AirAsia holding company calls for further easing of COVID travel restrictions

(PHOTO: Shutterstock)

As the world continues to reopen alongside high vaccination rates, senior executives at Capital A (the holding company for the AirAsia Aviation Group), call on governments across Asia to further ease travel restrictions in order to revive the global economy.

Some countries like Cambodia are opening their borders to vaccinated travellers with no testing required. (PHOTO: Matt Driskill)

Capital A President for Commercial Colin Currie said: “Tourism is a major economic contributor and a lifeline for so many countries in ASEAN and beyond. For ASEAN as a whole, the tourism sector accounts for 13 percent of the grouping’s aggregate GDP, and 6 percent of total employment. Revival of the tourism sector is thus pivotal to support the livelihood of the people. The majority of the world is now fully vaccinated and a sizeable portion has also received booster shots. Data in the region also shows that the chance of hospitalisation from Covid-19 for those fully vaccinated is very small.

“We thank the governments in ASEAN which are finally reopening borders. This is a great first step to revive economic growth,” Currie added. “With a high percentage of people in ASEAN fully vaccinated, we believe that it is time to review the onerous deterrents still stifling air travel, including the numerous testing requirements both pre-departure and on arrival, additional paperwork and costly COVID travel insurance.”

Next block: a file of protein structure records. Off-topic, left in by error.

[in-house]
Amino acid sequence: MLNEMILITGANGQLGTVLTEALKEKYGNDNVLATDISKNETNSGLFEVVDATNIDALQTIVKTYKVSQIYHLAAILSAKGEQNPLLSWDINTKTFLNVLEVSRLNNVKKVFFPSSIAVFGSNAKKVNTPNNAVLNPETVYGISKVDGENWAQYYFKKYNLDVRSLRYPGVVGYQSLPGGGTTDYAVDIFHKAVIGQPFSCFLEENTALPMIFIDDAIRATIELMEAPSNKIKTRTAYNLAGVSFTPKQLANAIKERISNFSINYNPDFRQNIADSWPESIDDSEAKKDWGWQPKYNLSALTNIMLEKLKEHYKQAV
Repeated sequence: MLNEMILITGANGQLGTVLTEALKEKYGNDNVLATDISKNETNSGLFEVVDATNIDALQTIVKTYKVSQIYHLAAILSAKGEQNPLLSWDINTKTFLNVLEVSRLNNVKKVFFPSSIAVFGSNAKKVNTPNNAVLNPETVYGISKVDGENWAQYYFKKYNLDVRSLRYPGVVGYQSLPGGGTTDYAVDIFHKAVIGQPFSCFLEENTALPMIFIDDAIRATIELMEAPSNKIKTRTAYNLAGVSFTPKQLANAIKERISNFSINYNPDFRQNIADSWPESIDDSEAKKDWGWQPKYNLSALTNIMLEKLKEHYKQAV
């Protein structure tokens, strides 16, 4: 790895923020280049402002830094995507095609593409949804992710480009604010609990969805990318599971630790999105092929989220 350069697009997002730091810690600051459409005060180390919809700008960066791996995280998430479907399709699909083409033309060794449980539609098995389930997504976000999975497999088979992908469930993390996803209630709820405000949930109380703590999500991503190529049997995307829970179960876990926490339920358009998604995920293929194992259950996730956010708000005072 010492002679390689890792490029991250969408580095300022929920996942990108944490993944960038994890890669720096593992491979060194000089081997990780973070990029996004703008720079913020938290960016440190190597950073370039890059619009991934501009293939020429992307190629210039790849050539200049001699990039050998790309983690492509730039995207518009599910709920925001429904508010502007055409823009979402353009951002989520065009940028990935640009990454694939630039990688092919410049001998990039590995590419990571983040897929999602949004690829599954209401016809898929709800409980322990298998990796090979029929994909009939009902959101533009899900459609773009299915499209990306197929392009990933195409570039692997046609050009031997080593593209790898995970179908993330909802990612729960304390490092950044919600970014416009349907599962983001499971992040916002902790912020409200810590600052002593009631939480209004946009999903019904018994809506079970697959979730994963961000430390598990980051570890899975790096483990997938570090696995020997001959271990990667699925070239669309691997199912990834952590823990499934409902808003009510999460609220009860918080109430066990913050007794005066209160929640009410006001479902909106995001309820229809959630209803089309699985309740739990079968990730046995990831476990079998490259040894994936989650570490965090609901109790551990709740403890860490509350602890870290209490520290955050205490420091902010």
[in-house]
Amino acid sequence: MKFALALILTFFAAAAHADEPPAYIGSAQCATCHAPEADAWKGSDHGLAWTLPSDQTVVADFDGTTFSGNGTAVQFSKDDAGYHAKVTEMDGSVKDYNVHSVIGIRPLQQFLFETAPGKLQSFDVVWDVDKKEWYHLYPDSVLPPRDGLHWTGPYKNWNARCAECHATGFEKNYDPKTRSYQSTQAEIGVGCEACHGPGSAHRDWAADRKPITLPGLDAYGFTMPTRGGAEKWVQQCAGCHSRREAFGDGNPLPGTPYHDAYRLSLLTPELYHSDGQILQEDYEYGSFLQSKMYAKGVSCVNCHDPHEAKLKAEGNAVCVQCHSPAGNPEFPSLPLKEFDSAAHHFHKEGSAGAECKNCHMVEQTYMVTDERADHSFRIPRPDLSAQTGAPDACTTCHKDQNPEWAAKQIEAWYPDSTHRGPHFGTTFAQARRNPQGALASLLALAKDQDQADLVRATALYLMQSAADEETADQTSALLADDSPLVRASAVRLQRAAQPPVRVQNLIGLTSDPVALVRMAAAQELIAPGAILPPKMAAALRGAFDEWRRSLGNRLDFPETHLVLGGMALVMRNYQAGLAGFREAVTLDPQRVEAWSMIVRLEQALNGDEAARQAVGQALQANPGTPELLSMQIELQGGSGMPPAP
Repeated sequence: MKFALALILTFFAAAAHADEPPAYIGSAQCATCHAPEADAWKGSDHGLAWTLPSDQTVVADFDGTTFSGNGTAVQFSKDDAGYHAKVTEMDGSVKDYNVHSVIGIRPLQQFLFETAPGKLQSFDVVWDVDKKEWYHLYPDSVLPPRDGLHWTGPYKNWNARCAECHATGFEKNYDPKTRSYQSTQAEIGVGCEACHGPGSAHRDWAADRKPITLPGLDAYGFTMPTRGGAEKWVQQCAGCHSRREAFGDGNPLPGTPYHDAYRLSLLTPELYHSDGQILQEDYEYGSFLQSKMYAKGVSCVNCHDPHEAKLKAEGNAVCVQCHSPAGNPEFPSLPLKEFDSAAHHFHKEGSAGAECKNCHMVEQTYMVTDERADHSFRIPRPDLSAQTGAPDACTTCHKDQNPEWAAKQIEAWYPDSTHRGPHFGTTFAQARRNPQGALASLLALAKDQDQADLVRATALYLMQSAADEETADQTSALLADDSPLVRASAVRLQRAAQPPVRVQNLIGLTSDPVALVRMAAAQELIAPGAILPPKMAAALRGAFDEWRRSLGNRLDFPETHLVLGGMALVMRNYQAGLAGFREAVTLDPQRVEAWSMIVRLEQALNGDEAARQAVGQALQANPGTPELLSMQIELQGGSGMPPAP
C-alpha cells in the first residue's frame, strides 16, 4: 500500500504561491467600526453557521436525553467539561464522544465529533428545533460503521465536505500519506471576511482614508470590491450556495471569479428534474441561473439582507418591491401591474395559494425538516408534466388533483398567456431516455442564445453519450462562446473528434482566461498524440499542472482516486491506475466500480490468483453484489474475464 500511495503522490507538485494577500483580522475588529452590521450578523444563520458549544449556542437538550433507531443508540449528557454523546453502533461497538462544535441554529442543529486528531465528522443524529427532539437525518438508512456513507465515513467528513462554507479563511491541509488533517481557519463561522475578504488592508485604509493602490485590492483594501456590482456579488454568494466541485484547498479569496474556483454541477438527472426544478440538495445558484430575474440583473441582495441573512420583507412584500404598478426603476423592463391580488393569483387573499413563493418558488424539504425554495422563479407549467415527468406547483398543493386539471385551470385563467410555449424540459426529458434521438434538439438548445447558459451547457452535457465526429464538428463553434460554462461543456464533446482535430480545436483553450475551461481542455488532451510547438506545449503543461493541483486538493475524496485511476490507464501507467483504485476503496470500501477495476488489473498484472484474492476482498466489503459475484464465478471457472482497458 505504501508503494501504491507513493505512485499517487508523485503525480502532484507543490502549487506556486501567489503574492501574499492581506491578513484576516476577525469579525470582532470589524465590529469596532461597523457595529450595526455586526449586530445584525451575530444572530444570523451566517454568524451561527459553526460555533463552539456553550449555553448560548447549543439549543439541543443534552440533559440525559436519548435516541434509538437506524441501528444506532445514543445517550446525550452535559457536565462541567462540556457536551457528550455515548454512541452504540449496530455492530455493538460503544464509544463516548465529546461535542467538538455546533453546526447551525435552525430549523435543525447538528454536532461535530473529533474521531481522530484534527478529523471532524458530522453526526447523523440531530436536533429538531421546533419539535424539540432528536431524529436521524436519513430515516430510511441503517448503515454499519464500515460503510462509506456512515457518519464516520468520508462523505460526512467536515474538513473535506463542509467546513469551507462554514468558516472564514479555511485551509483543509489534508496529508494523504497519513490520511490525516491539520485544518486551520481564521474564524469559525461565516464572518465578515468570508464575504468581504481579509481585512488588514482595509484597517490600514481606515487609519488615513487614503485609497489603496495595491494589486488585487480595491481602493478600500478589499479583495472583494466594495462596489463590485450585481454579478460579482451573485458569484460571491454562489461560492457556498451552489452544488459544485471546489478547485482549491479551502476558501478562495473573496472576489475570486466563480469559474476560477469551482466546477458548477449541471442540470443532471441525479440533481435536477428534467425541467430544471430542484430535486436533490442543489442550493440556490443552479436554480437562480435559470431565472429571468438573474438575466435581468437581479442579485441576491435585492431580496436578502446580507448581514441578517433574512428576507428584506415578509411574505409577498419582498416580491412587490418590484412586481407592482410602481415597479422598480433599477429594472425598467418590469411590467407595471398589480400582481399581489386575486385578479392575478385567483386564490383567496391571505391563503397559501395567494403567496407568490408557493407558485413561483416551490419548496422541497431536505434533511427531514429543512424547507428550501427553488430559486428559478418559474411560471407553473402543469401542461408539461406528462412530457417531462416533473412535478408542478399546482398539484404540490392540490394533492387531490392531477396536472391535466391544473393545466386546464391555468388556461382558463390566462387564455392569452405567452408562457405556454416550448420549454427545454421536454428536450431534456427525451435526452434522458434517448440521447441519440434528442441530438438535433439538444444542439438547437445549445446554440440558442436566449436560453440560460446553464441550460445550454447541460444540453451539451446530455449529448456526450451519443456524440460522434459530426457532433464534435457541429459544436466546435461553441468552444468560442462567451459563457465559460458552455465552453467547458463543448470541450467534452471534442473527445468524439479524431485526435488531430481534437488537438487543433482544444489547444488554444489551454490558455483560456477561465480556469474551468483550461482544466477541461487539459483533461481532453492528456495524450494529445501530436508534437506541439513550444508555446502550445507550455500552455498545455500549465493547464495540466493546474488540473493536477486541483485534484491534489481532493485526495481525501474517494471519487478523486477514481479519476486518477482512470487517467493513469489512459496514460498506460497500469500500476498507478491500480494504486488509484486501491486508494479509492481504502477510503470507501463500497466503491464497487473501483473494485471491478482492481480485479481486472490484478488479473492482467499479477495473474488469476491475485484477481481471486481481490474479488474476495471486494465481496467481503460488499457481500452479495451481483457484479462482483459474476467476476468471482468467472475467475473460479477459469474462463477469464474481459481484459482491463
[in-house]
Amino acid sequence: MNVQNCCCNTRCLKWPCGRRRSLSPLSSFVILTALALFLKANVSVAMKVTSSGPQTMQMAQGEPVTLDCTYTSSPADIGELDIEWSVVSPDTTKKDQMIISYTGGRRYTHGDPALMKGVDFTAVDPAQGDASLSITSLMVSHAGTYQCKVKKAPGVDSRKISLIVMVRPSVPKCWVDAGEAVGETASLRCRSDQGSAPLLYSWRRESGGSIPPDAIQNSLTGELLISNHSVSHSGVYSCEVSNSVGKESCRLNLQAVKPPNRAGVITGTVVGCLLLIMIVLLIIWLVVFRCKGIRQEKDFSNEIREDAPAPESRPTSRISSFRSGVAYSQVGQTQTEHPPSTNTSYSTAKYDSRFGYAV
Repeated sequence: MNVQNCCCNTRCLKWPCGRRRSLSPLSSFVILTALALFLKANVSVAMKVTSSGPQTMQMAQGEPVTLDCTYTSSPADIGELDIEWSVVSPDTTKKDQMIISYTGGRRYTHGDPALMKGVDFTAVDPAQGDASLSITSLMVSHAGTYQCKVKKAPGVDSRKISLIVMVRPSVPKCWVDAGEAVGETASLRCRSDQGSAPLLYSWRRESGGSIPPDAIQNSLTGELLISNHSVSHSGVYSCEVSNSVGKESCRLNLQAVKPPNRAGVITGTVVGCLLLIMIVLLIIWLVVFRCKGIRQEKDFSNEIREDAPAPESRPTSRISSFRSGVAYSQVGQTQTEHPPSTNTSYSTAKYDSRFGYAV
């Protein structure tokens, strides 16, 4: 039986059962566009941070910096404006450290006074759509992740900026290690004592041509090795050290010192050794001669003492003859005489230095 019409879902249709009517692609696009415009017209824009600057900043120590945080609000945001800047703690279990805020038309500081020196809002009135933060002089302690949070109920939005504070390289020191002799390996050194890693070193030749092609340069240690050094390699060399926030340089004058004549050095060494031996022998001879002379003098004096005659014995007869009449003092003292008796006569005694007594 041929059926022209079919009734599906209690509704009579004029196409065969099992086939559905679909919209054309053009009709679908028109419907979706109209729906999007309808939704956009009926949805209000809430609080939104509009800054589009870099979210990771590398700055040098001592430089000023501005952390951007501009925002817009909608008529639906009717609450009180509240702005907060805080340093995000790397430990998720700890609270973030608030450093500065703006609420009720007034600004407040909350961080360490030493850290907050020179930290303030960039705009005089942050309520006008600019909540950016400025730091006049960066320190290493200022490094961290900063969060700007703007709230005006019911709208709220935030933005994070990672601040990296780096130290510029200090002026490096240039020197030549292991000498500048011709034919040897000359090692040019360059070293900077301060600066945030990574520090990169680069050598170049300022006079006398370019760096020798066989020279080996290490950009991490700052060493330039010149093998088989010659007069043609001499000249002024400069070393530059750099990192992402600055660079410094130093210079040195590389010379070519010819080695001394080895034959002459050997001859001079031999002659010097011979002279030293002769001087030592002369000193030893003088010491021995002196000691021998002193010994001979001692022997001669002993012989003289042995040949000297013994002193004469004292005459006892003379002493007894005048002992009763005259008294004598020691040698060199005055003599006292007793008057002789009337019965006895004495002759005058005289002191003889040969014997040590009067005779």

AirAsia’s Bo Lingam.

Group CEO of AirAsia Aviation Group, Bo Lingam said: “It is a sad fact that some of our airfares cost less than the COVID-19 tests required by many countries in Asia, making the overall cost of air travel burdensome for most of the ordinary travellers that we serve. The testing requirements, including the number and type of tests involved, should constantly be reviewed to ensure that they remain relevant, without burdening travellers nor compromising public health. Another key issue faced by air travellers is the additional paperwork and various, unstandardised entry applications required by different countries. These too should be urgently reviewed as the current processes tend to be duplicative and causing confusion amongst travellers. This is on top of the superfluous COVID-19 travel insurance requirement still imposed by many countries and we would like to applaud Singapore, Cambodia, Australia and India for leading the way by doing away with this requirement in order to draw more visitors to their respective countries.

“We are also very pleased that countries like Cambodia and India have completely removed testing requirements and reduced paperwork for entry applications, while travellers to Thailand, Indonesia, Vietnam, Singapore, Australia and the Philippines are only required to undertake one COVID-19 test, either pre-departure or on-arrival. Malaysia is about the only country in ASEAN that is still requiring two tests, both pre-departure and on-arrival, which we earnestly hope the Government will urgently reconsider,” Lingam said. “The global recovery in air travel is very much underway. We are happy to note that many countries are already making the journey easier and more tourist-friendly. Countries that persist in trying to lock out the disease instead of managing it, as we do for other diseases, face the risk of missing out on significant economic benefits.”

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